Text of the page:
The compound in Benghazi wasn't an embassy. It was a consulaye. Entirely different in terms of security.
    Because that's the key part of the argument right? If al-Qaeda killed four US citizens in a garden shed in Libya; any different?

    Security, or lack thereof is not what I'm discussing.
    Last edited by IrishInNYC; November 19th, 2012 at 08:34 AM.

  11. #941

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    [QUOTE=ZippyTheChimp;409167]
    Quote Originally Posted by IrishInNYC View Post
    Is the word 'socialistic' meant to add some cachet to the argument?

    If I want that, I can tune in Limbaugh.
    I have never listened to a second of Limbaugh in my life. Nor do I listen, watch or read anything Fox News related. My only exposure to anything remotely conservative would be the Post, and I read it for Steve Serby and Phil Mushnick mainly. This isn't a left versus right argument anyway. It's about a president who lied to the country, and continues to do so. Clinton did it, Bush did it (a lot) and Obama is dancing to the same tune. Nothing new, and that's the shame.

  12. #942
    Forum Veteran Daquan13's Avatar
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    Romney needs to learn that you can catch more flies with honey than you can with vinegar.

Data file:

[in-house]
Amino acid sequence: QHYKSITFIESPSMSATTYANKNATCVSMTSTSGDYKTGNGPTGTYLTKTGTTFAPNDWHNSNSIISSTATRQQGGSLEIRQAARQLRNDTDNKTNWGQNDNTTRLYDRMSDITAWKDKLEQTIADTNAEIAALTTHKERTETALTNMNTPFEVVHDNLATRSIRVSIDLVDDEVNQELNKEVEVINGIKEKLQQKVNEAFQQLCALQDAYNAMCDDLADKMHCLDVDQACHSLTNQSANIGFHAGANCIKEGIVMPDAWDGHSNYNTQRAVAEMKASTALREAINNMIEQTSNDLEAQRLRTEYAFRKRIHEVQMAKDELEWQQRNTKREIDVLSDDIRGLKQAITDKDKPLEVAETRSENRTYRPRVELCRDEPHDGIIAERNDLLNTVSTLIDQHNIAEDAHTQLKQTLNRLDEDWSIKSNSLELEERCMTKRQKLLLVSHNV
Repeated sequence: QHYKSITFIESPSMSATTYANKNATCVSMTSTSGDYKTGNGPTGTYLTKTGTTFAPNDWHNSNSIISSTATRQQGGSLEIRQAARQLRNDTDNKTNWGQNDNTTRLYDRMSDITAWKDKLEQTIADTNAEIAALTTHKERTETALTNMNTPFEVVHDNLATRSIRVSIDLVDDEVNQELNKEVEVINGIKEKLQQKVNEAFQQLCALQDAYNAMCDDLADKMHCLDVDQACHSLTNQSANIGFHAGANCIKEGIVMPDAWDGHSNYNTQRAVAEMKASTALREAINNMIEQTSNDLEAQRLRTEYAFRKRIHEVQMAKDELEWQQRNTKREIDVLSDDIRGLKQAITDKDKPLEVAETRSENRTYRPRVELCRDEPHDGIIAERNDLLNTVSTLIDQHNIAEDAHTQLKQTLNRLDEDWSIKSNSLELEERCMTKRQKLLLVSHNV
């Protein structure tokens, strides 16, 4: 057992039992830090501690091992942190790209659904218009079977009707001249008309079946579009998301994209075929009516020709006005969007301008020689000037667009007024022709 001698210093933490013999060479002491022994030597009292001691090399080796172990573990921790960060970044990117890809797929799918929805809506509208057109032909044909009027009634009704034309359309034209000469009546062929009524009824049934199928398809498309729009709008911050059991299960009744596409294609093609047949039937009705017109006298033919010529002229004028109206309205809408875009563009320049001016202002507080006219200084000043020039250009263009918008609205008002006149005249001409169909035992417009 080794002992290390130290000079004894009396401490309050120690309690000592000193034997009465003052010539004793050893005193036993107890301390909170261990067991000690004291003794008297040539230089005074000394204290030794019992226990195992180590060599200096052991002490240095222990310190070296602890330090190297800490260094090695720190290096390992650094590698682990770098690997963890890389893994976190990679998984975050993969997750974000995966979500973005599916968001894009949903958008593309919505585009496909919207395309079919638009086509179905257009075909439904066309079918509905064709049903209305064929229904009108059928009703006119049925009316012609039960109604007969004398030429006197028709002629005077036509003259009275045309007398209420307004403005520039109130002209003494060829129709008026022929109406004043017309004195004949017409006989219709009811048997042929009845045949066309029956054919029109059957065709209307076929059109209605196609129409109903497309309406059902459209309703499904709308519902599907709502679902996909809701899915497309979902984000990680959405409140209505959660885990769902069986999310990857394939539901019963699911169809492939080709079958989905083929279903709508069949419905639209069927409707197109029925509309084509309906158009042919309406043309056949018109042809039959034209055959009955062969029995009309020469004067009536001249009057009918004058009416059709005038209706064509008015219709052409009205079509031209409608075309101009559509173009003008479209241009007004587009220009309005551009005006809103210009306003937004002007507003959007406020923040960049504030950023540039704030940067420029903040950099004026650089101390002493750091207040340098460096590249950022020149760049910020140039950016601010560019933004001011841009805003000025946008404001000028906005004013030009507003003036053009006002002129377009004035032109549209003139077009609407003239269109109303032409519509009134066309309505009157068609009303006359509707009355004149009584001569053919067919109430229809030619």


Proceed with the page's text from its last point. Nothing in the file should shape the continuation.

He was not nice enough to the people whom he thought would help him get in. He stepped on a lot of toes and didn't care who he hurt along the way and in the process.

  13. #943

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    Quote Originally Posted by IrishInNYC View Post
    Listing specifics on how bad Obama's first term was is the work of political experts and commentators, of which I am neither (as a guide they could start with unemployment, the deficit, immigration, Guantanamo Bay and failure to hit even one of his 2008 economic predictions).
    So your secure enough in your position to qualify the Obama presidency as 'decrepit' but not secure enough to indicate the specifics?

    The Benghazi matter though, to me, is more clear cut. As Obama was gearing up for the debates, the last thing he wanted was a major hit on his war against terrorism, specifically al-Qaeda. His Bin Laden ace in the sleeve was about all he had to play, the last thing his spin doctors could handle was the American public knowing that al-Qaeda had waltzed up to the doors of a US Embassy and killed four US citizens. So in wonderful socialistic fashion they muddy the water with a story of a riot, caused by a video.